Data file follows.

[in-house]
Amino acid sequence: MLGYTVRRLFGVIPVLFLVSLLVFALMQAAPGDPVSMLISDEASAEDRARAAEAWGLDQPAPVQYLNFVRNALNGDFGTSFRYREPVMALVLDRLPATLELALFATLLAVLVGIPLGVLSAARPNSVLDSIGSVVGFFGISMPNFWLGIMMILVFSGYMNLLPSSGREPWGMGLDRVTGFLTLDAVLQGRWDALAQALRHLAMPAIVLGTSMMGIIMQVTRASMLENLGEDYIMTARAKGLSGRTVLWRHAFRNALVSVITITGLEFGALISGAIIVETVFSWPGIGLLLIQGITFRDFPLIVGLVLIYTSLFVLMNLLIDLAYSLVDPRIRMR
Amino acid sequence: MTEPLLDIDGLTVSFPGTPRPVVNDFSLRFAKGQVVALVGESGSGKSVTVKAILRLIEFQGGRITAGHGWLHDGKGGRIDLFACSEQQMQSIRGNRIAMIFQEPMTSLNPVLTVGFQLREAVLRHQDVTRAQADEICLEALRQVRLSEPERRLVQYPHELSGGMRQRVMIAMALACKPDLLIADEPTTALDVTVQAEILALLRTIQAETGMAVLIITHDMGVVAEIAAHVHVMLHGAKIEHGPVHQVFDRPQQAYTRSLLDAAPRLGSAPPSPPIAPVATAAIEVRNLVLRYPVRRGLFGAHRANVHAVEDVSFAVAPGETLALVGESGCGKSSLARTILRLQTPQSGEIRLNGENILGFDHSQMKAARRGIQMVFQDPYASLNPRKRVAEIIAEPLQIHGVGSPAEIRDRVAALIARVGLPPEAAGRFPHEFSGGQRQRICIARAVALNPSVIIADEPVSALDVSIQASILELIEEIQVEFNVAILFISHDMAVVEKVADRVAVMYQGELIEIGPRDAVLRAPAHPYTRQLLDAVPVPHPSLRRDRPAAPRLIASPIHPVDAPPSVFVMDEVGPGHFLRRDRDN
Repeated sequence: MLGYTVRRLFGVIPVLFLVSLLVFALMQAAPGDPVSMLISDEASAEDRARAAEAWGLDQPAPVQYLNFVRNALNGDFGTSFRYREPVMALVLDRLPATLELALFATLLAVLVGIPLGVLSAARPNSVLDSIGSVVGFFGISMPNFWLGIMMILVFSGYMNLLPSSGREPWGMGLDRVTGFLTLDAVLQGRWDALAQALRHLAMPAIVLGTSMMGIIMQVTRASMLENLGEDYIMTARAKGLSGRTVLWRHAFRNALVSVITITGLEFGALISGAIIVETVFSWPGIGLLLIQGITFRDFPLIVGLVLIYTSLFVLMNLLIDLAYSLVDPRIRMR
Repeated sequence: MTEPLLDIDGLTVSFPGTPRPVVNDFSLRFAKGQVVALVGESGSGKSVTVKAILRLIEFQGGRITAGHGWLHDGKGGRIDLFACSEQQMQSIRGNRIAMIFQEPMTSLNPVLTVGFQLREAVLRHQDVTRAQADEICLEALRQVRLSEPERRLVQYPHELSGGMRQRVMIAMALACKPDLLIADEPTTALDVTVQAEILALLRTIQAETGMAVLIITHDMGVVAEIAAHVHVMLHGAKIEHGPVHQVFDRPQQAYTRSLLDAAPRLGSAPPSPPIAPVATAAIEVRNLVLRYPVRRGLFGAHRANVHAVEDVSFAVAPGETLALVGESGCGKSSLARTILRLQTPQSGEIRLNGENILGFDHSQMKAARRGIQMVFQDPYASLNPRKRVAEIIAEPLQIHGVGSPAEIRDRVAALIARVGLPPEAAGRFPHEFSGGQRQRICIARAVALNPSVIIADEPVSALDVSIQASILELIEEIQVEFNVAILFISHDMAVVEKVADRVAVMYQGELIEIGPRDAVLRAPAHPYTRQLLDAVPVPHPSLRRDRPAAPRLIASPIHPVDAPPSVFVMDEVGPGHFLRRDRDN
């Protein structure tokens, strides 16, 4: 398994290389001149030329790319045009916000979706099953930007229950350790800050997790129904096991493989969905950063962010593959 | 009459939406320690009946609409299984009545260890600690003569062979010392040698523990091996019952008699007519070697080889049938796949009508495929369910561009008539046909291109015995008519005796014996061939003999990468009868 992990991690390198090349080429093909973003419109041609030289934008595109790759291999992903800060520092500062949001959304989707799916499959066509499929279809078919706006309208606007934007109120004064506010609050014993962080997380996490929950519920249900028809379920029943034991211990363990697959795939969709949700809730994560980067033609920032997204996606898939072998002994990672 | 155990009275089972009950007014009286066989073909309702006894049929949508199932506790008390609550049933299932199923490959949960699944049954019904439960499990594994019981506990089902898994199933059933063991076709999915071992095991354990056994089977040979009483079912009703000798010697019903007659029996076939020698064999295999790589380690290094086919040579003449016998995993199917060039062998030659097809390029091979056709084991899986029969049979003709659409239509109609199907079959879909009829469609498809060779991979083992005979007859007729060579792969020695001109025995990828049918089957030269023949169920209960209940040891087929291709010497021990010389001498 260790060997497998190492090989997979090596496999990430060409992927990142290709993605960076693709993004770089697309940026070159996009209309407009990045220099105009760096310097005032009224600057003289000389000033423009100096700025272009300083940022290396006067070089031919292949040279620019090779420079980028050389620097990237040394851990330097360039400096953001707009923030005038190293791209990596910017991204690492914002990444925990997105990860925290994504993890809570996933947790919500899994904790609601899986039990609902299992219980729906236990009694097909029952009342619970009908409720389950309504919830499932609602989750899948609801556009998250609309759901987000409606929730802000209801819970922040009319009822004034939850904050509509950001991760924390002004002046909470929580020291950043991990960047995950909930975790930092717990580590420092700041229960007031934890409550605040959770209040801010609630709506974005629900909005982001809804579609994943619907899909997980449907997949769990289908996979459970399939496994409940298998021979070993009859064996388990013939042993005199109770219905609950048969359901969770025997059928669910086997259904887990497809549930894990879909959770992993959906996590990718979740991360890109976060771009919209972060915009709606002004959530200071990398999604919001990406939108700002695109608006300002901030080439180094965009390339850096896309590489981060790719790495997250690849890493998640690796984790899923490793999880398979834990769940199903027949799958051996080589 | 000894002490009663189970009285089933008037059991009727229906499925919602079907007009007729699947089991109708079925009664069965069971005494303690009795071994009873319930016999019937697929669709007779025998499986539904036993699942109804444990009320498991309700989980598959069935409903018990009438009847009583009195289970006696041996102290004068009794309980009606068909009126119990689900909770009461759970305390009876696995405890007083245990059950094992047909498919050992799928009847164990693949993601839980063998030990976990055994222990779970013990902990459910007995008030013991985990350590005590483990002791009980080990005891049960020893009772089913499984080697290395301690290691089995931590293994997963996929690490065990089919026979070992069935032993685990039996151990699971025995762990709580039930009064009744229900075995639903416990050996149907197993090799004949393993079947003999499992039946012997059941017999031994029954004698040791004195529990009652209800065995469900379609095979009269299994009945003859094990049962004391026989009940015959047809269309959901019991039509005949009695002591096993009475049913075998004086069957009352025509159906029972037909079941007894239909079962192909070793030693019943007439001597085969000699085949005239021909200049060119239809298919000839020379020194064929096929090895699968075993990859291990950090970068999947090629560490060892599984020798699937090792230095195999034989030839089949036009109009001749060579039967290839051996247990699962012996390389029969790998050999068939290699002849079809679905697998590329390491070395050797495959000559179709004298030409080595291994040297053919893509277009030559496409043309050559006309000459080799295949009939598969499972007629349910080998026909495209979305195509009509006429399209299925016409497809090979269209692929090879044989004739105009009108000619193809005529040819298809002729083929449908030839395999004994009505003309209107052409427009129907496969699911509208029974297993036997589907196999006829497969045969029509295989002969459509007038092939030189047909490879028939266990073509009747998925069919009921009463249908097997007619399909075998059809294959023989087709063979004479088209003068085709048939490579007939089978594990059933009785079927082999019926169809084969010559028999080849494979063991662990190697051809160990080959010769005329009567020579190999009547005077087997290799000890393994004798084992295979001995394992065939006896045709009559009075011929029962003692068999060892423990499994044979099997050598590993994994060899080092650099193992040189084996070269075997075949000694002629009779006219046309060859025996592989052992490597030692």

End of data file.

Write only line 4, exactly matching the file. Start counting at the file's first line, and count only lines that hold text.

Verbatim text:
Repeated sequence: MLGYTVRRLFGVIPVLFLVSLLVFALMQAAPGDPVSMLISDEASAEDRARAAEAWGLDQPAPVQYLNFVRNALNGDFGTSFRYREPVMALVLDRLPATLELALFATLLAVLVGIPLGVLSAARPNSVLDSIGSVVGFFGISMPNFWLGIMMILVFSGYMNLLPSSGREPWGMGLDRVTGFLTLDAVLQGRWDALAQALRHLAMPAIVLGTSMMGIIMQVTRASMLENLGEDYIMTARAKGLSGRTVLWRHAFRNALVSVITITGLEFGALISGAIIVETVFSWPGIGLLLIQGITFRDFPLIVGLVLIYTSLFVLMNLLIDLAYSLVDPRIRMR